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Lord Byron has faded away into “ the abyss, where glory's self is twilight.At the age of thirty-six, the period that John Huarte specifies for the commencement of an author's labours, those of Byron terminated : at an age, when his understanding was in the full enjoyment of its forces,-and of many had his understanding partaken. To the present moment, so far from changing, his opinions appear to have strengthened ; and, whether right or wrong, remained unchanged or unsaid. To him the praise of consistency is due. His mind appears early to have arrived at maturity ; in him, nature was strong from the first. There are many who prefer the earlier buds and shoots of his genius; a wildness was about them, which pleased those whose taste was congenial with the abrupt and lofty aspects of nature and of man, which he delighted to contemplate. Others there were, who trembled at every step,-who saw nothing around them but the desart and the wilderness, and sighed for the cultivated garden and the florid parterre. His later productions have been characterized by a greater facility, verbal and rythmical; but no accession of power is apparent to what was displayed in his original efforts. Art, his second mistress, has not done more for him, than that aptitude which was born with him ;

- that ability, which springs from individual being, begotten with that order and consent of causes, established by the “Great First Cause,” to the proposed and effected end. But the union of art and nature has not been issueless ; perience consequent upon them, undoubtedly mighty in working, has given to his touch a decision, and to his genius a grace and consummation; manifesting not only the original nervousness of the outstretched arm of intellectual power, but also the science requisite to direct its operations in the most arduous trials and the boldest adventure. The world, therefore, expected great things-he was to go forth conquering, and to conquer. It was uncertain whether he would write or act poems, but no one doubted that he would do one. At that age, when the perfection of intellect was attained,-of an intellect high in kind and in degree,--verily, of a strange order, but most commanding and energetic, England had a right to expect that he would produce a work second to none in its nature, inferior to none in its execution. Notwithstanding all his errors, they who were capable of appreciating his poetic excellence perceived, that his mind was struggling to effect a task mighty and wonderful. His brain was teeming with this Minerva. “ But he sleeps well.” He has sent a spirit abroad, which has already stirred up the heart of our national poesy, and created a new spirit within it; which has done away with the absurd mechanism of verse, that, like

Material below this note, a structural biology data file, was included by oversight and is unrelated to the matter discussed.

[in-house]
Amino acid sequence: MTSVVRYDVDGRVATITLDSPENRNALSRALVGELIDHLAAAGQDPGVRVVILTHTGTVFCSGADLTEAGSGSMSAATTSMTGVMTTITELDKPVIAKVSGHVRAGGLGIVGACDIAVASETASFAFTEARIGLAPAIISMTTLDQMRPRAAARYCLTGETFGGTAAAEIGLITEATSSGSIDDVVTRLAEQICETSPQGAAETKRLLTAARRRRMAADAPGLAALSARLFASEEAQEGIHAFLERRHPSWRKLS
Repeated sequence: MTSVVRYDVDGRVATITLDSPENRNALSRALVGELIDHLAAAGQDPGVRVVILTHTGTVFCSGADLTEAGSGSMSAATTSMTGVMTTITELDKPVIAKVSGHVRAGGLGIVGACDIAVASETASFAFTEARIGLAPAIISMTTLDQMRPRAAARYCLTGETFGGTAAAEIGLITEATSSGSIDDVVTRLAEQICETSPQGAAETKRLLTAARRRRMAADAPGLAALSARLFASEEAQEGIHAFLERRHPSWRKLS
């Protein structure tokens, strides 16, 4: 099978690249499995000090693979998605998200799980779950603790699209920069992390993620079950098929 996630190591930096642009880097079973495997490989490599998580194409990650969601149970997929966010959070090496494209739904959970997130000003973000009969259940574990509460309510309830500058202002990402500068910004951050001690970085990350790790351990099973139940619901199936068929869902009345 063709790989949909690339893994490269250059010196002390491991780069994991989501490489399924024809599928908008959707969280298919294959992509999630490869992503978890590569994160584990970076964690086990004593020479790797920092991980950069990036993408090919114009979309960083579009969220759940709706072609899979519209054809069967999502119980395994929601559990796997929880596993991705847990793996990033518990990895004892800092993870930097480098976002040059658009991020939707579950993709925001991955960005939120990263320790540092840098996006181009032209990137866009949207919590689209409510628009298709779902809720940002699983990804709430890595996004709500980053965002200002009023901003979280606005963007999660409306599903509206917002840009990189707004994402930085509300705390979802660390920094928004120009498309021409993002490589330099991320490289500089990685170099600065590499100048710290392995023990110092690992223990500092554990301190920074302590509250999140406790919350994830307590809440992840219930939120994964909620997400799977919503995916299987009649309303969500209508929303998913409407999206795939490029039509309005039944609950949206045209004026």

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Procrustes' bed, distorted every sentiment or image to its own arbitrary dimensions, and has kindled the inert materials of art with that essential fire, without which they are but as the carcases of the slain, or the moulds of “ embryon atoms,' whose birth is not yet. Upon whom his mantle has fallen, we know not. Could one start from the spot where he paused, and thence recommence the race, the goal he would attain would be far and glorious, and his success deserving of no ordinary guerdon. The man who could do this would be at least two centuries before his age; and he, assuredly, would precede it by one century, who could begin where he began, and warned by his example, avoid his errors, and take advantage of his excellencies,--thus making the experience of the mighty dead his own,-thus building his sure foundation within the grave, in which, of a truth, are the issues of life.

“Amid the groves, beneath the shadowy hills,

The generations are prepared." Yes! “ a mighty power hath passed from day to darkness!" Let us not, however, be supposed to sanction that species of prose versification, into which the facility consequent upon the acqui. sition of art, and ease on that of experience, betrayed the noble Childe. The regions of metre and prose are distinct. Wordsworth, in theory, (though not in practice,) confounded them first; and Byron, while he laughed, without having a theory to support, adopted the error in practice. A crowd of metaphors and similies would be absurd in prose, and an affectation of heroic measure, in a matter of dry detail, and the dull circumstance of ordinary relation : hence Harvey, in his “Meditations," offends every well-nurtured taste,--fools wonder, wise men smile. The language of men should not affect the majestic movements of that of the gods; neither should poets, who adopt the language of the gods, deprive it of its own celestial harmony; that music, which was taught to the Muses by the starry constellations, on which they sate enthroned 66